Back of the Book:
InterGal Corporation has long desired to exploit the resource-rich Petaybee. But the planet and its guardians, led by Yana Maddock and Sean Shongili, along with their twin children, Ronan and Murel, have successfully thwarted every attempt by the Corporation to impose its iron-fisted dominion. Until now. With a bold move, InterGal’s military arm has dispatched an invading force to subdue the planet once and for all.
While their parents work to foil the assault, Ronan and Murel are captured and sent to a desolate prison world where an old enemy, Dr. Mabo, waits to continue her cruel experiments on the shape-changing siblings. The twins’ only hope of escape lies in the uncharted seas of the prison planet. But in the murky depths, something else is waiting. . . .
From Publishers Weekly:
Precocious twin selkies Ronan and Muriel set out for their heroic third mission (after 2007’s Maelstrom): rescuing an old friend who’s been wrongfully imprisoned. Petaybee has been invaded by troops intending to arrest the twins’ parents and others for aiding Marmion de Revers Algemeine’s evacuation of the endangered inhabitants of Kanaka. Marmion herself is languishing in the Gwinnet Incarceration Colony. Ronan and Muriel dodge the soldiers and hitch a ride with space-faring deep-sea otters to reach Versailles Station, Marmion’s home base, where they hope to beg influential Federation friends for help. Instead they wind up incarcerated with other youngsters at Gwinnet’s Camp Neverland and cruelly tortured until their special skills and friends (including Zuzu, a telepathic cat) help them survive a tsunami and volcanic eruption and complete their mission. This concluding volume of the twins’ trilogy will primarily appeal to young, animal-loving SF fans. (Mar.)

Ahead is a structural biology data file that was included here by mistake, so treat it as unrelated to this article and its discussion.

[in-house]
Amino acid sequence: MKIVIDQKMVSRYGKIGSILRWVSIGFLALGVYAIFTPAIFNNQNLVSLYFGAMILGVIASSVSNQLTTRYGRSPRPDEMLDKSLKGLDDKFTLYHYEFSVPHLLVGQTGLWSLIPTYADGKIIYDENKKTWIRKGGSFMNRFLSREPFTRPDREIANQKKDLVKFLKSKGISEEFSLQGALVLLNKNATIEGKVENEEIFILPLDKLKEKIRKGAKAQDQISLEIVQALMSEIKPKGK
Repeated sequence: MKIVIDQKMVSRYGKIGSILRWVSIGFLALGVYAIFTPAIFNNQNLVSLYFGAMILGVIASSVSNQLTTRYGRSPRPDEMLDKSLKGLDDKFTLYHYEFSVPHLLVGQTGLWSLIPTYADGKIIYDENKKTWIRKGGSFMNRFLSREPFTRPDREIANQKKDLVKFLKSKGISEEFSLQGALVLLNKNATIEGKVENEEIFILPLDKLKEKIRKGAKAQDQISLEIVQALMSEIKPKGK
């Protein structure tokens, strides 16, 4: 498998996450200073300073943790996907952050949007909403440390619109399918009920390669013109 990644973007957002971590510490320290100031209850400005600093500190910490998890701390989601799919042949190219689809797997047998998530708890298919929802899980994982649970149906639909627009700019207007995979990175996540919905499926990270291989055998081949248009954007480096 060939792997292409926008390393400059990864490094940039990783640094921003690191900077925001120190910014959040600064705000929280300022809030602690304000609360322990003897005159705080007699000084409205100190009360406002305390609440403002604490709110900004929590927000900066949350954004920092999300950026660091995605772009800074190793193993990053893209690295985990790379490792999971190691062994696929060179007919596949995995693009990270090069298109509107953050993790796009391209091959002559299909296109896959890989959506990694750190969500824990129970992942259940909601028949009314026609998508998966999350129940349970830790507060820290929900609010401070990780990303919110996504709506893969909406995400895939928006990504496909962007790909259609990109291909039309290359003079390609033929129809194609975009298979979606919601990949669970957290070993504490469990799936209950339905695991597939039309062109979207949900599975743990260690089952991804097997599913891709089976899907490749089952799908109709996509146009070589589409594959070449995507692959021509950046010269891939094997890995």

Copyright © Reed Business Information, a division of Reed Elsevier Inc. All rights reserved.
Format Read: ebook
The very worst thing about this book is some of the situations that the characters are placed in. I’m reading sci-fi/fantasy so I’m not necessarily looking for total realism, but too much just falls into place for it to be believable. It was more like they were trying to quickly tie up all the loose ends that they’ve left hanging about.
The very best thing about this book is the fact that the story has ended and hopefully the authors won’t try to extend it to another trilogy. :-/